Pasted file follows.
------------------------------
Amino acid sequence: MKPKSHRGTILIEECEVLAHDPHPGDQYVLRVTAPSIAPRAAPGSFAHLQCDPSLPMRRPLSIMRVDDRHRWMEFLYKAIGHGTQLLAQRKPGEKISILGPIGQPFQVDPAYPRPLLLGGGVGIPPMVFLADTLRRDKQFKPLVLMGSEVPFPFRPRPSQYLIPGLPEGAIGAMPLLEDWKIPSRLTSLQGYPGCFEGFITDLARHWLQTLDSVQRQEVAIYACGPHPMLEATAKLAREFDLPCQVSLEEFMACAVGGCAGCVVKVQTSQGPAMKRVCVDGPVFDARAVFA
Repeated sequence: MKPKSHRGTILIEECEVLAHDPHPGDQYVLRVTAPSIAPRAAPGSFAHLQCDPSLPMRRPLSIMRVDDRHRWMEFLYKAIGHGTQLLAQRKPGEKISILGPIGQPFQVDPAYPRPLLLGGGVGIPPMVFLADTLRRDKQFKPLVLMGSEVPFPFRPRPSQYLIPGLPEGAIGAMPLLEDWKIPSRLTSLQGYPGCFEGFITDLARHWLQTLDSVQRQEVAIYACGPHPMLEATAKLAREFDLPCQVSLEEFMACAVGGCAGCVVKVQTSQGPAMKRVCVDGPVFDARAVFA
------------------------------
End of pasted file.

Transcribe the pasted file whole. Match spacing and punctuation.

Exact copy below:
Amino acid sequence: MKPKSHRGTILIEECEVLAHDPHPGDQYVLRVTAPSIAPRAAPGSFAHLQCDPSLPMRRPLSIMRVDDRHRWMEFLYKAIGHGTQLLAQRKPGEKISILGPIGQPFQVDPAYPRPLLLGGGVGIPPMVFLADTLRRDKQFKPLVLMGSEVPFPFRPRPSQYLIPGLPEGAIGAMPLLEDWKIPSRLTSLQGYPGCFEGFITDLARHWLQTLDSVQRQEVAIYACGPHPMLEATAKLAREFDLPCQVSLEEFMACAVGGCAGCVVKVQTSQGPAMKRVCVDGPVFDARAVFA
Repeated sequence: MKPKSHRGTILIEECEVLAHDPHPGDQYVLRVTAPSIAPRAAPGSFAHLQCDPSLPMRRPLSIMRVDDRHRWMEFLYKAIGHGTQLLAQRKPGEKISILGPIGQPFQVDPAYPRPLLLGGGVGIPPMVFLADTLRRDKQFKPLVLMGSEVPFPFRPRPSQYLIPGLPEGAIGAMPLLEDWKIPSRLTSLQGYPGCFEGFITDLARHWLQTLDSVQRQEVAIYACGPHPMLEATAKLAREFDLPCQVSLEEFMACAVGGCAGCVVKVQTSQGPAMKRVCVDGPVFDARAVFA